• Three important conclusions:
• Planned start-up is 1st of January 2012
• Equivalent ambition from 2012
• No discrimination between technologies
• In addition, the agreement focuses on grid development as an important issue in order to have a successful development of renewables in our region.
• Through the programmed “Clean energy for development”, Norwegian development cooperation has substantially increased its funding for renewable energy in developing countries. The programme targets areas where Norway has special competence, like in hydropower. Norwegian companies have increased investments in hydropower in emerging markets and developing countries. The Government is fully supporting this approach.
• Sustainable hydropower development is important for Norway. We put strong emphasis on environmentally and socially sound hydropower projects. Norway is strongly committed to work together with like-minded countries and organisations through the Sustainability initiative led by the International Hydropower Association.
• Furthermore, last January the International Renewable Energy Agency - IRENA – was founded in Bonn.
• I had personally the honour to sign on behalf of Norway at the Founding Conference, together with 74 other countries. The founding of IRENA is a further proof that the time is ripe for a major boost of renewable energy.
• I am proud of Norwegian companies that succeed and are internationally leading within their respective fields. It is positive that companies like Statkraft, which is now Europe’s biggest producer of renewable energy, and StatoilHydro, show willingness to explore opportunities within the renewable sector in other countries, where the electricity production to a large degree is based on coal.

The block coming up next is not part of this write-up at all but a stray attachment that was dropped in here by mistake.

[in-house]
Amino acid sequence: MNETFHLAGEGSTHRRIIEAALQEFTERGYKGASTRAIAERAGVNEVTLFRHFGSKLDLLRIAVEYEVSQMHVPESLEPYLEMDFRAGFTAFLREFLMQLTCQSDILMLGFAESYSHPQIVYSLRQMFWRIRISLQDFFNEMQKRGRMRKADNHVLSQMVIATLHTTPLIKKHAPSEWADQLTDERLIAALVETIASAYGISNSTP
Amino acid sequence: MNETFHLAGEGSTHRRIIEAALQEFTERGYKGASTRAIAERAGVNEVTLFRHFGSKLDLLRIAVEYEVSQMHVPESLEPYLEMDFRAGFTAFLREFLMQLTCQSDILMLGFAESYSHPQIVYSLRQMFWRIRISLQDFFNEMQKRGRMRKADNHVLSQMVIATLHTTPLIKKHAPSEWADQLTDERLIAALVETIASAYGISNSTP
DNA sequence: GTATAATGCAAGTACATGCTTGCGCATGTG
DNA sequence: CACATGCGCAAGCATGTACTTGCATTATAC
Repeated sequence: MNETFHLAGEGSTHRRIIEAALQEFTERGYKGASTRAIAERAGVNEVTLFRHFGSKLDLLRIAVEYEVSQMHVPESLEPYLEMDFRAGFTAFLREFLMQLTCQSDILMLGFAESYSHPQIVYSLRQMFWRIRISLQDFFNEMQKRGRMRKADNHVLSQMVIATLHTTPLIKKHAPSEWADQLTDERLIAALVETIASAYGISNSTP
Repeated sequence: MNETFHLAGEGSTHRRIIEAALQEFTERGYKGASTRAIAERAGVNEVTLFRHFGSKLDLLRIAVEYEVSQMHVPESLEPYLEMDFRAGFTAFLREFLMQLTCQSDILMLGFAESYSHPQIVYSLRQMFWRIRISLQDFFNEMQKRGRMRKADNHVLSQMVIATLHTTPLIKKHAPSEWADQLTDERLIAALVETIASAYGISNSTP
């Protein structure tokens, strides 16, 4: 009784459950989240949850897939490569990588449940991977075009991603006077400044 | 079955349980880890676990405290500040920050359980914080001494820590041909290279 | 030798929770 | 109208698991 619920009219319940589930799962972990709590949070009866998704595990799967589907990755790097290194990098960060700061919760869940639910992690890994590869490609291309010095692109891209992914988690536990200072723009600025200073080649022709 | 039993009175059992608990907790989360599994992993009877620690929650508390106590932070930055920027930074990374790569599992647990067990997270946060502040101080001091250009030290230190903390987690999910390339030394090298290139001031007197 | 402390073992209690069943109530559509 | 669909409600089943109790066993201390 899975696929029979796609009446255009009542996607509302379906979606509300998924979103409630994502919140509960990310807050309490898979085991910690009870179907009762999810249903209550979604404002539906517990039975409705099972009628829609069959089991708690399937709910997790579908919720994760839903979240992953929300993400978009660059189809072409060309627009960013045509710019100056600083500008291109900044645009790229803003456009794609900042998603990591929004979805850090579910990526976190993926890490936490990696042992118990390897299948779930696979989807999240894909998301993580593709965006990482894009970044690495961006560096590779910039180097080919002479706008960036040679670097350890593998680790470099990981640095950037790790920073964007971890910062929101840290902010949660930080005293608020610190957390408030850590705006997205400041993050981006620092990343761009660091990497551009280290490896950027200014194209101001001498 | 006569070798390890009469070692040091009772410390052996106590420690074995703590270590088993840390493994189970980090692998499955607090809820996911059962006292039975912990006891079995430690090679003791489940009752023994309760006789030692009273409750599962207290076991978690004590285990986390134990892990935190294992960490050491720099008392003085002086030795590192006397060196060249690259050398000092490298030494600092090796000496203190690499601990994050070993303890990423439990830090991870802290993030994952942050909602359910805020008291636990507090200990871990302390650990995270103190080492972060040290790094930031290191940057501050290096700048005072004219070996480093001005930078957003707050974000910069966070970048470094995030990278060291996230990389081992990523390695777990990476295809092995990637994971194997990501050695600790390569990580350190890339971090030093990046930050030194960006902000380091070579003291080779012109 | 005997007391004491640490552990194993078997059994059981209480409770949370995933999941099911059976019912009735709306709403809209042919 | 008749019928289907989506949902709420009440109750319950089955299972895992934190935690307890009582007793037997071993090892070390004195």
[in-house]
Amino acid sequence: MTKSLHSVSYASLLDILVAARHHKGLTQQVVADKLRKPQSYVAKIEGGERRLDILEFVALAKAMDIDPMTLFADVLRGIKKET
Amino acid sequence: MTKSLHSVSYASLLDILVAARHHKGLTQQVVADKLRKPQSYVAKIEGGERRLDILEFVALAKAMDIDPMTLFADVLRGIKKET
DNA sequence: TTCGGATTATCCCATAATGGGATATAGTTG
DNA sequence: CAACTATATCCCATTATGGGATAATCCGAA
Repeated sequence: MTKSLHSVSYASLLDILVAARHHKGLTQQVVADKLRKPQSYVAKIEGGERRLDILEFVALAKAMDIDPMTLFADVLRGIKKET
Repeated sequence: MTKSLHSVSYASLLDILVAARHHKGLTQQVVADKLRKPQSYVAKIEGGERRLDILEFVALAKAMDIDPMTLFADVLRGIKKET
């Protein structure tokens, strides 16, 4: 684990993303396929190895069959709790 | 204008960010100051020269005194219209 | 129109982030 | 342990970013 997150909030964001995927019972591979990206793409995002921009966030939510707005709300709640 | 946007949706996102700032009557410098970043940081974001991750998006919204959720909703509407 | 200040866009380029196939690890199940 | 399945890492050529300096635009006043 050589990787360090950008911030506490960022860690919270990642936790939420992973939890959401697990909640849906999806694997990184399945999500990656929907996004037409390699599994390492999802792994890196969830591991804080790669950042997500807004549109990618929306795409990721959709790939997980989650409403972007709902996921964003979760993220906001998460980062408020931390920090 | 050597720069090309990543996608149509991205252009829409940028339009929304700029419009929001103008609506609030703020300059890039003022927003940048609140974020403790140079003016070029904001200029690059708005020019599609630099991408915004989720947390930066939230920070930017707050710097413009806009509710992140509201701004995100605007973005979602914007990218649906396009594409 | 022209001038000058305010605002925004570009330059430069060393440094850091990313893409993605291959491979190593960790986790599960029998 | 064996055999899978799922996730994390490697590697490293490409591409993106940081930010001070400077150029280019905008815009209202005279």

• Operating in other countries gives valuable experience and competence that is useful for our activities in Norway. To succeed, it is important to diversify the areas in which we work, and to increase our international activities. This applies to both Norwegian companies and the Norwegian government.
• The Ministry of Petroleum and Energy has therefore taken the initiative to establish INTPOW – Norwegian Renewable Energy Partners – together with the renewable energy industry to promote Norwegian competence abroad.
• There remains more to be done until renewable energy will make a very substantial difference in the energy mix on a global basis.
• At the same time, we need to speed up progress globally in the area of carbon capture and sequestration.
• However, no progress will be made without the industrial strength and know-how which is represented in the industries and research institutions. We need such initiative and boldness to face today’s challenges as was, for example, evinced by our hydropower pioneers 100 years ago and the offshore petroleum pioneers forty years ago.
• With these words, I wish you a successful conference.
• Thank you for your attention!